Photophobic or Over Sensitive?

Bright light. It’s horrible. Who does like looking at bright light? I don’t. So when a patient presents with a chief complaint of photophobia, what are we meant to do?

I have had two cases in the last two weeks.  The first was a student who felt that his photophobia had got progressively worse over a week and was now wearing sunglasses in class. The second was a middle aged gentleman whose eyes were so sensitive that even the thought of ophthalmoscopy made his eyes close tightly.

It seems to me to be too easy to dismiss these symptoms, but is that in the best interests of the patient?  As practitioners, what should we be checking? What methods of investigation be should we employ?  Which conditions jump into our mind?

I see ‘photophobia’ as a symptom that few suffer from, as a symptom of an underlying pathological condition. Photosensitivity, however is widely recognised. However for all but a few individuals there is actually very little wrong.  But where there is an underlying condition, the consequences are serious, especially if we miss it.

In both of my cases, visual acuities were 6/6 or 6/5. The main difference between them was that the student’s ‘photophobia’ was a new symptom but the middle aged man’s symptoms were long standing.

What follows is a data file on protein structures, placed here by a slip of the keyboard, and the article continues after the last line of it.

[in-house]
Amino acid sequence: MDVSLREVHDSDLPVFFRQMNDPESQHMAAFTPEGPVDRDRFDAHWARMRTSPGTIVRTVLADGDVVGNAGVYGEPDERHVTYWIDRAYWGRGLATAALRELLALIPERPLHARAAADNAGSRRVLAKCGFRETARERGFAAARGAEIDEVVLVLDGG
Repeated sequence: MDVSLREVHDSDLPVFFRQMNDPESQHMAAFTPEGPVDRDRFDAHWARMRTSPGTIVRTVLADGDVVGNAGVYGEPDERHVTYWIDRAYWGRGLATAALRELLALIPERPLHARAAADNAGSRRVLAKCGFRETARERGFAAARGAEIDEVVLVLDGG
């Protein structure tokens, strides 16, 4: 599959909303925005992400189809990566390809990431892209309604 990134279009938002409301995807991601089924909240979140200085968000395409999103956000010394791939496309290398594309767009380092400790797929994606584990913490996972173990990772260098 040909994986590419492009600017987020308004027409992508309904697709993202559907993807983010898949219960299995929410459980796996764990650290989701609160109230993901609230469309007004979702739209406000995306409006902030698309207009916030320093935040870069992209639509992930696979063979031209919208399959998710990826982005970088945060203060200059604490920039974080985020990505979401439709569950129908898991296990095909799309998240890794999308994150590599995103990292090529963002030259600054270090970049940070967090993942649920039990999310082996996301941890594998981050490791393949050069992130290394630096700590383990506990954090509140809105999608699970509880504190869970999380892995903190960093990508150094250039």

I proceeded to check for retinitis pigmentosa (waxy discs, attenuated vessels, pigmented spicules (although this is not always present), acute angle closure glaucoma (pressures, Van Herrick’s angles), iritis (cells and flare, redness), corneal pathology (fluorescein staining, slit lamp examination) as well as a host of other things, all which proved negative.

As each day passes, there are many unanswered symptoms. But at what point do I stop running late and give up looking for the answer?  Sometimes there may not be an answer? How far do we have to go to ensure we have ensured our safe passage away from negligence?

What would be best practice in these cases?


  1. Hi Peter,
    It seems like you have already done all the test any other optometrist would also do in your situation. The only other investigation is visual fields ( full field test).
    I have encountered similar patients with these symptoms before and learnt (working with a consultant ophthalmologist) that a thorough investigation on migraines and family history of migraine should be noted. There ar some forms of optical migraine that can cause photophobia as its only symptom. As we all know some migraines can last for days to even months and can be very distressing for the patient. I advise after all tests being negative to refer them to a neurologist with ophthalmic interest. Also a follow up in 6months would not only benefit your patient but also aid your learning as to get feedback from the further investigations.
    Good luck and keep us all posted!

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